Lord Saatchi, between referencing his bereavement as the motivator for his bill, writes in the Telegraph that honest opposition to his bill has dispersed contentedly. Not so.
I experienced a very bad bereavement, indeed more than 5 significant ones within around 18 months, and it certainly did influence my decisions post-hoc. I had intrusive flashbacks of drawn out and agonising deaths, I was plagued by second guessing what I could have done or said differently, what I could have done to have altered the outcome, did I let them down by allowing them to do that, did I let them down by not insisting on more? I crumbled entirely, indeed so much that I can never apologise adequately for the extent to which I fell apart. The experiences I went through and the profound and haunting loss had such a detonating influence on me that I tore my previous life to shreds, annihilated my job in a place with good colleagues, polite receptionists, comfy chairs and sensible pension schemes which gave out free cake and drinks and went back to the beginning, to medical school, to become a doctor. I also teach students and health care professionals, help others who have experienced traumatic bereavements and give time I don’t have in my committed work for a national charity.
So, I give a nod of respect to Lord Saatchi’s stated vision and aim and feel protective of his tenacity and drive to make a difference, make it matter and continue his strongest bonds and meaning through these activities, effecting positive, meaningful change. I am however a firmly opposed critic, which doesn’t sit easily with me.
Why am I critical? I do not admire how he appears to choose to abuse his power, wealth and political influence to exert control over a legislative catastrophe in his name. I do not admire deliberately falsifying the law, misrepresenting medical practice and nasty spin on his opponents. I couldn’t bear his misuse of grieving and aggrieved relatives as a PR victory. I find his total lack of mandate from those whose opinions should matter and the lack of legitimacy in the process simply unconstitutional, arrogant, hubristic, chilling, recklessly harmful and misleading.
I’m critical because, with such power and influence, such drive to make a change, I am left wondering just why Lord Saatchi ignores the views of the medical profession who tell him this is unnecessary and undesirable, repeatedly ignores esteemed medical law experts who unanimously tell him he’s wrong on the law, ignores the views of patient groups and charities who are fearful of the consequences and ignores defence unions- whose role is to defend doctors on the front line and provide guidance on best practice. Overlooking the failure to consult before his bill was ever launched, I can’t get past the failure to listen to an overwhelming body of opinion saying his idea was not based on the right law, was not required and would not help doctors or patients. For, under his proposal, nobody wins. Doctors aren’t entirely able to be protected from being sued, for such is the likelihood of satellite litigation that many more doctors and their colleagues may be dragged into the churning mill of the legal process. They will also be swamped by his procedural red tape and lose the remaining crumbs of clinical autonomy trying to follow a procedural hoop-athon. It’s written to provide a benefit for only those who are truly negligent or even exploitative of desperation and hope-in-hype, which is precisely why some have termed this a ‘quack’s charter’. This is not however inert for non-quacks. It will have procedural and practical consequences for the vast majority who are committed and excellent doctors, rendering them handicapped, bureaucratised, pressured yet uncertain of potential liabilities in an array of legally creative and expensive ways; and possibly, if Friday’s musings are to be followed up, it may leave them wide open to GMC fitness to practice investigations, and all in the name of Maurice Saatchi, the PR and advertising legend with no legal or medical background at all.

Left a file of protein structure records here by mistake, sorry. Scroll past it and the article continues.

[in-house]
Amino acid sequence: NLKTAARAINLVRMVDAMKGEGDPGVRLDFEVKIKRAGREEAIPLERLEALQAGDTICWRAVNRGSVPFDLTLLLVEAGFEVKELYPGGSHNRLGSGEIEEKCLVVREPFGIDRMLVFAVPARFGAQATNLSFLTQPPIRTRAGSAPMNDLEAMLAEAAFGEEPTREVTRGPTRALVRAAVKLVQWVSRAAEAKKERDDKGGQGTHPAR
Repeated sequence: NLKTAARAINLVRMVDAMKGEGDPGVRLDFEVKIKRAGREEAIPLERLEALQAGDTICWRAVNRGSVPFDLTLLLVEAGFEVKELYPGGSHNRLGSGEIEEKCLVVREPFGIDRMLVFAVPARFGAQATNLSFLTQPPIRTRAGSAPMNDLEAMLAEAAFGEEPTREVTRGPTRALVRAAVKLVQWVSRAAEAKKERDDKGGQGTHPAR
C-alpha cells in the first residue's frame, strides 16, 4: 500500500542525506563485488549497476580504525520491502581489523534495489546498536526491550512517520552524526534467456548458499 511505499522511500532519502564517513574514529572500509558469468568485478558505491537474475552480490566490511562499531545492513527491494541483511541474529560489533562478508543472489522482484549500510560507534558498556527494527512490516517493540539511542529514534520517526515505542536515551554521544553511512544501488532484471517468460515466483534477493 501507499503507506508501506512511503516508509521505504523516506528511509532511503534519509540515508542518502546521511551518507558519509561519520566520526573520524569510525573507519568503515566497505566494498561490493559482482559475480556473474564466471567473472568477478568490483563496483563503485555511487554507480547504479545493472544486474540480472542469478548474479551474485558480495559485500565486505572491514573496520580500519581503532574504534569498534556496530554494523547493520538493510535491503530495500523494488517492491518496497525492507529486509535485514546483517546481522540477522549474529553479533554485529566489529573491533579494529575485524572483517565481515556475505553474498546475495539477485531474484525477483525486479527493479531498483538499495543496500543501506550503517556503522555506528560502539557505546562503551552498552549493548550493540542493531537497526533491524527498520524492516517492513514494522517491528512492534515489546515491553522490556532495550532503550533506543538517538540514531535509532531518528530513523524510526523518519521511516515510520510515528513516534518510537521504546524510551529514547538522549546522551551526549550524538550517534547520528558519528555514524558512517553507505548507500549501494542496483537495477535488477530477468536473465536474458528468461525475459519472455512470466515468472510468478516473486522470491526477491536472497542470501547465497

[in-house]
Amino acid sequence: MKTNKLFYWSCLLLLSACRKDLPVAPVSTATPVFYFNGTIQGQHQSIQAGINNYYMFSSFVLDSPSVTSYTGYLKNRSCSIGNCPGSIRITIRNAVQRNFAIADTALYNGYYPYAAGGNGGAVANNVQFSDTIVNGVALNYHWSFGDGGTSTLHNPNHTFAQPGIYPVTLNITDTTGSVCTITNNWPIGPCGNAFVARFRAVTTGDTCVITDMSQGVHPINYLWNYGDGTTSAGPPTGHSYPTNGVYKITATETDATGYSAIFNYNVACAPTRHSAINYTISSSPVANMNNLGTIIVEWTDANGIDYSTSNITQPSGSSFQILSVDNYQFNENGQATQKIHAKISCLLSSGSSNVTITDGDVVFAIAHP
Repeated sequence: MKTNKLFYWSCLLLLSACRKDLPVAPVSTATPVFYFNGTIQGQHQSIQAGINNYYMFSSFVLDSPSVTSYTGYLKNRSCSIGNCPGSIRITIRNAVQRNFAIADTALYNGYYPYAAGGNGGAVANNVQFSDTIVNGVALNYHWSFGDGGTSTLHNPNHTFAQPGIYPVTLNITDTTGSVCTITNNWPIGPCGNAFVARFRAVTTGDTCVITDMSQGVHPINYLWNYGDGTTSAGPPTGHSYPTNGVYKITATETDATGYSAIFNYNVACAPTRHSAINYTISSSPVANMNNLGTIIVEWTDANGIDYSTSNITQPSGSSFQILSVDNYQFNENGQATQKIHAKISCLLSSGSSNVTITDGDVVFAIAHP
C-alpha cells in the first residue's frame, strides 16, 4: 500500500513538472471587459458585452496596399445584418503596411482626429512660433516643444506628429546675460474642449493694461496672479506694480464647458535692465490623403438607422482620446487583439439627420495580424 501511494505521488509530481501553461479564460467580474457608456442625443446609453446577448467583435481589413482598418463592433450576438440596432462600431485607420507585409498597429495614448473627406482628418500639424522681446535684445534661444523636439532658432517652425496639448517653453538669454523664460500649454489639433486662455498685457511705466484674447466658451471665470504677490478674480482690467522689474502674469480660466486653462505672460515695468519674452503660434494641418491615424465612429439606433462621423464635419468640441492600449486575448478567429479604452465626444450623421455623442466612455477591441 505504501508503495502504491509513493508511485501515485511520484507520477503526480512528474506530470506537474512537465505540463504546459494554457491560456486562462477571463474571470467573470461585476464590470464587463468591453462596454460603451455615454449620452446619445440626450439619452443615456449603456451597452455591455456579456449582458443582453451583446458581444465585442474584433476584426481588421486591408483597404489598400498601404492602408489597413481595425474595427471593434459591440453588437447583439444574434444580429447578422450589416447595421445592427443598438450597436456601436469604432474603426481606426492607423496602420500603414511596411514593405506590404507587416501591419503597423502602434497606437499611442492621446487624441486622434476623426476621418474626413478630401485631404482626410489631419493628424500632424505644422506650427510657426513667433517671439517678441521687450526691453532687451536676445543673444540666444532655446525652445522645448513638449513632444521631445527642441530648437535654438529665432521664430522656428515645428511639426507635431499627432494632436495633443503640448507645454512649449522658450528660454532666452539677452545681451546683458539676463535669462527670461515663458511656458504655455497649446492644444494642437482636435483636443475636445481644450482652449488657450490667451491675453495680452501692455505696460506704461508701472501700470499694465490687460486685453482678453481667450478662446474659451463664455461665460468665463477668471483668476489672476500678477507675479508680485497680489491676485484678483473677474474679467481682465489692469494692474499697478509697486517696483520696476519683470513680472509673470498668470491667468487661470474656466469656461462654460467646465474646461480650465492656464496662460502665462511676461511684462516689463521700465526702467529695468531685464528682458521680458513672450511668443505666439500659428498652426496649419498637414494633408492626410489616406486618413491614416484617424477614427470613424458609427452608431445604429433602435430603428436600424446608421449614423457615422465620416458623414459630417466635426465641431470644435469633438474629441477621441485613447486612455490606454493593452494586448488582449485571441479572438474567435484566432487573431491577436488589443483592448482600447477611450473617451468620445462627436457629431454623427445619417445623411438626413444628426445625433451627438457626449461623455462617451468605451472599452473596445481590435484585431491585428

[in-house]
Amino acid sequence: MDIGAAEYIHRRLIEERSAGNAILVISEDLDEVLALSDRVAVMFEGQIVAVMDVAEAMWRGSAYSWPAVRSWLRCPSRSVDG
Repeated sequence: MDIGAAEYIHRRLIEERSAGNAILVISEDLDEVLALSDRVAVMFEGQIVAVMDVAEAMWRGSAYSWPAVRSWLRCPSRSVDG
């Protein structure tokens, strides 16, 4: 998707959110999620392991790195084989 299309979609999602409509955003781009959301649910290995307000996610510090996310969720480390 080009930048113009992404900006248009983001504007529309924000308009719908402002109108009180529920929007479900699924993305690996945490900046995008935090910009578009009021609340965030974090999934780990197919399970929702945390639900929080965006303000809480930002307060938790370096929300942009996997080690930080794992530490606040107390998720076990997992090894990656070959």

Patients do not gain any rights of access to a drug under this bill. All they stand to gain is the knowledge they will have immeasurable difficulty in ever obtaining any form of redress for serious harm and suffering, serious care needs unmet by the health service, caused by defective drugs; for who is liable for these under the bill?; or an entirely negligent decision or unreasonable basis to treat. Their relatives gain the comforting knowledge that they ‘tried everything’, against the best possible knowledge of science, that could easily end in death, suffering and the removal of any quality of life for the patient. They gain the knowledge that the ‘results’ of such experimentation are meaningless, and will help no future patient. A dehumanising, agonising and barbaric accolade.
Indeed, the bill doesn’t even solely apply to those with cancer, or nearing the end of their lives. This allows full-on experimentation, expressly and entirely unscientifically, and attempts to act as a defence, while simultaneously adding bureaucratic mayhem and managerial mandates for the good doctor, that still don’t combine for any logical purpose. It does not make sense. If it made sense, I’d be supportive and the medical defence organisations would be supportive.
It trashes the law and trashes the importance and respect for any scientific integrity and for a patient’s quality of life. Patients deserve better than this. It’s frustrating, as in his esteemed, powerful position I would listen and put my name to something that might genuinely help others. I’m still not honestly sure why he won’t.